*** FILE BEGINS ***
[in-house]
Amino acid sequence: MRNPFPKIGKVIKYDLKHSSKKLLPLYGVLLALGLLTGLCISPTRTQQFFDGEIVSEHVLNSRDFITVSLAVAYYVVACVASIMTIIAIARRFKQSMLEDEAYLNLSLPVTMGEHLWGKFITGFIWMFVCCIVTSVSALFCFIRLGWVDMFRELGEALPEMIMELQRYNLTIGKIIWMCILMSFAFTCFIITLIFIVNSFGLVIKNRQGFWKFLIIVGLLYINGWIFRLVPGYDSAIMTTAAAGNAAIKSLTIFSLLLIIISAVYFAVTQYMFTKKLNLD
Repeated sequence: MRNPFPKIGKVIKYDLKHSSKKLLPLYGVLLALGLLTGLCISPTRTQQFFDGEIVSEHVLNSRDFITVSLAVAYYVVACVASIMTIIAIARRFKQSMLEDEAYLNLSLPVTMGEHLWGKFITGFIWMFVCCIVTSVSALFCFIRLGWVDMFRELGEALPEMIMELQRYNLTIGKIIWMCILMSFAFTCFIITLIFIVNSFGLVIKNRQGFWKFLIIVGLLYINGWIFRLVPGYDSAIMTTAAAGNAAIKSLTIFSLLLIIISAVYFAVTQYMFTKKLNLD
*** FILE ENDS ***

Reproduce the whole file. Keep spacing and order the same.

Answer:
[in-house]
Amino acid sequence: MRNPFPKIGKVIKYDLKHSSKKLLPLYGVLLALGLLTGLCISPTRTQQFFDGEIVSEHVLNSRDFITVSLAVAYYVVACVASIMTIIAIARRFKQSMLEDEAYLNLSLPVTMGEHLWGKFITGFIWMFVCCIVTSVSALFCFIRLGWVDMFRELGEALPEMIMELQRYNLTIGKIIWMCILMSFAFTCFIITLIFIVNSFGLVIKNRQGFWKFLIIVGLLYINGWIFRLVPGYDSAIMTTAAAGNAAIKSLTIFSLLLIIISAVYFAVTQYMFTKKLNLD
Repeated sequence: MRNPFPKIGKVIKYDLKHSSKKLLPLYGVLLALGLLTGLCISPTRTQQFFDGEIVSEHVLNSRDFITVSLAVAYYVVACVASIMTIIAIARRFKQSMLEDEAYLNLSLPVTMGEHLWGKFITGFIWMFVCCIVTSVSALFCFIRLGWVDMFRELGEALPEMIMELQRYNLTIGKIIWMCILMSFAFTCFIITLIFIVNSFGLVIKNRQGFWKFLIIVGLLYINGWIFRLVPGYDSAIMTTAAAGNAAIKSLTIFSLLLIIISAVYFAVTQYMFTKKLNLD